FARMINGDALE, N.Y. — The race for the cup has rarely been this intense after just one playoff event.
Only it’s not the FedEx Cup.
At the moment, that’s only meaningful to those who risked going home after one week. Sure, it was significant for Nick Watney to win The Barclays because it assures he will be at East Lake for the Tour Championship with a legitimate shot at the $10 million prize. But there are rarely surprises at the opening playoff event. Watney (No. 49) was only the second Barclays winner who was not already in the top 30.
Right now, it’s all about the Ryder Cup.
There are no points to tally. There are no charts to show how each birdie and bogey will help or hurt someone’s chances. This is all speculation. Watney chose the right word when he said his three-shot win at Bethpage Black against the strongest, full field this side of a major was all about getting into the conversation.
Let the chatter begin.
Europe was the first to fill out its 12-man team. Martin Kaymer earned the last spot on the team by not playing the Johnnie Walker Championship at Gleneagles and securing 10th place only when Nicolas Colsaerts of Belgium failed to finish first or second. Jose Maria Olazabal, in a decision that surprised no one, selected Colsaerts and Ian Poulter.
It was the second time in three Ryder Cups that Poulter had to rely on being a pick, only there was no cause for panic. The only thing that made him uptight at Bethpage Black was the baked greens that sent him into a Twitter rage.
Few outside Ireland can protest those picks. There was plenty of gossip about a decade-only squabble between Olazabal and Padraig Harrington, but it would have been tough to take the Irishman for a second straight cup when he hasn’t beaten meaningful competition in four years.
U.S. captain Davis Love III might have had an easier time under the old system of announcing his two picks right after the PGA Championship, the final qualifying event.
In a move that was overdue, former captain Paul Azinger orchestrated a change in 2008 that gave the Americans four picks instead of two, and allowed the captain an additional three weeks to make his decision. The idea was to get the players on top of their games. That essentially turned the first couple of FedEx Cup playoff events into an audition. And now, it’s a larger cast than Love might have imagined.
What a difference from two years ago, when no one really inspired U.S. captain Corey Pavin. He took Tiger Woods, an easy choice for no other reason than he’s Tiger Woods. He settled on two veterans in Zach Johnson and Stewart Cink, and Rickie Fowler by default. No one else distinguished himself as an obvious pick. Fowler not only was the first PGA Tour rookie to make the team, he had yet to win a tournament as a pro.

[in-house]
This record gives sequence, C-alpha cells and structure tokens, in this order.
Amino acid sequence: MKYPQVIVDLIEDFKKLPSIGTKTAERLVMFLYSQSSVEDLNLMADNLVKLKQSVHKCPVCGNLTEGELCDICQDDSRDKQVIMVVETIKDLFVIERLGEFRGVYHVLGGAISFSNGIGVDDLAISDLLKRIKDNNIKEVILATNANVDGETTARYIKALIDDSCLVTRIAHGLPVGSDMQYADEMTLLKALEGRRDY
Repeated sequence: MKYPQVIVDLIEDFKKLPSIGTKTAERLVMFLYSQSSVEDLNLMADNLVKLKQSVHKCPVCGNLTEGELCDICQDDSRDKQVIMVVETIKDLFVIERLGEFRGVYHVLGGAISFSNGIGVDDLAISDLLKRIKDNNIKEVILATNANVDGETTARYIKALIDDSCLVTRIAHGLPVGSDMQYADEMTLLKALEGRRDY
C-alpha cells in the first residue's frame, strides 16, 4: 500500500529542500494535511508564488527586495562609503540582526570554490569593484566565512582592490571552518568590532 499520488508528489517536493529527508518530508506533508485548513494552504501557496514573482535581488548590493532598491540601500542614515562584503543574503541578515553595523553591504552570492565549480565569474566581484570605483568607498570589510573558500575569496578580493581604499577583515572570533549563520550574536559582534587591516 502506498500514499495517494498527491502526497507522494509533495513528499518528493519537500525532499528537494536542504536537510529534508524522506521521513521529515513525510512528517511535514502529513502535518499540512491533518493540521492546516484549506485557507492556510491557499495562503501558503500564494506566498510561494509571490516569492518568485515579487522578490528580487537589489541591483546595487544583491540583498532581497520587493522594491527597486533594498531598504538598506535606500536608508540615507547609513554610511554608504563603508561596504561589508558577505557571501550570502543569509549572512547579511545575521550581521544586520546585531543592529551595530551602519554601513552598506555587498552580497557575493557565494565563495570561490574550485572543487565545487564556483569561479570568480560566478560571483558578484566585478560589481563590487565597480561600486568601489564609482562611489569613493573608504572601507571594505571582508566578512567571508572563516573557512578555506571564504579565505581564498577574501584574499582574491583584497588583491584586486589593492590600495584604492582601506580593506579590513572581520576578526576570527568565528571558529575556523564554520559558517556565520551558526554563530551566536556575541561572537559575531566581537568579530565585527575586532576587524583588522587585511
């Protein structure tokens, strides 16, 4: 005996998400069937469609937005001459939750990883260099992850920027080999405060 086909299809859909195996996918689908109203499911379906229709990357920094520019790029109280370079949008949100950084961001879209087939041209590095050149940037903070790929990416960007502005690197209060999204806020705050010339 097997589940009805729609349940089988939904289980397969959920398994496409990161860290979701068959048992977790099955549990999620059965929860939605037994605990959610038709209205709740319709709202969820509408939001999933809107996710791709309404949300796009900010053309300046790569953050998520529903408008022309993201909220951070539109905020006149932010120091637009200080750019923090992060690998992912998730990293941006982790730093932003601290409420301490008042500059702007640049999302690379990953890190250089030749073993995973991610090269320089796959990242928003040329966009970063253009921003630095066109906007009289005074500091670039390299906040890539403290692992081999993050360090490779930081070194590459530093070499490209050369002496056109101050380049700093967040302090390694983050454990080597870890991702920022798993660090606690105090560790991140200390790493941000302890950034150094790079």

It’s more complicated this time.
Steve Stricker and Jim Furyk are believed to be locks to be taken. Stricker not only is one of the best putters in golf, he and Woods have a 6-2 record as a team in the last three Presidents Cup and Ryder Cup matches. Furyk hasn’t won since the 2010 Tour Championship, when he captured the FedEx Cup, but he gave himself great chances at the U.S. Open and at the Bridgestone Invitational, doomed by a snap-hook off the 16th tee at Olympic and a double bogey on the 18th hole at Firestone.
He not only has played on every U.S. team since 1997, he has qualified for them all. Consider this a lifetime achievement pick, and not a bad one. A year ago, he narrowly qualified for the Presidents Cup, and then went 5-0 at Royal Melbourne. Only one of his matches reached the 18th hole.
That essentially leaves Love having to look at five players — maybe more — for two spots.
Watney was enduring a lost season until winning The Barclays. That doesn’t make him a frontrunner, but he is a big blip on the radar at the very least. Brandt Snedeker already was under consideration — a winner at Torrey Pines, a contender at the British Open and a guy who can putt. He showed that at The Barclays, making a 15-footer for par on the 17th and a birdie putt from about that length on the 18th to finish alone in second.
Dustin Johnson, who has won every year since his rookie season in 2008, tied for third at Barclays. His sheer power and talent is difficult to ignore. Fowler showed up on the leaderboard until Saturday, when Bethpage Black became Bethpage Brown and sent scores soaring. Not to be forgotten is Hunter Mahan, who was poised to make the team on his own until he finished toward the bottom of the pack at Firestone and missed the cut at the PGA Championship and the Barclays.
The list can get even longer depending on the Deutsche Bank Championship, especially if Bo Van Pelt or someone like Bill Haas were to win.
No one will be under greater pressure than Mahan. He won twice this year, but has only one top 10 over the last five months. And he is the opposite of Furyk, who has qualified for every team. Mahan has been a captain’s pick twice for the Presidents Cup, once for the Ryder Cup.
Johnson is another guy who can’t afford a letdown in Boston. For all his swagger and ability, he can be a square peg in the round hole of team matches. He did not partner well with Phil Mickelson at Celtic Manor or Woods at Royal Melbourne. If the Ryder Cup were 28 singles matches, he would be an obvious choice.
The audition for the final spots starts Friday and ends Labor Day, which is fitting. Love has some serious work ahead of him.
As for the FedEx Cup?
Even for a bunch of millionaires, $10 million still gets their attention, and it will before the playoffs are over. For now, what matters is an event that pays nothing at all.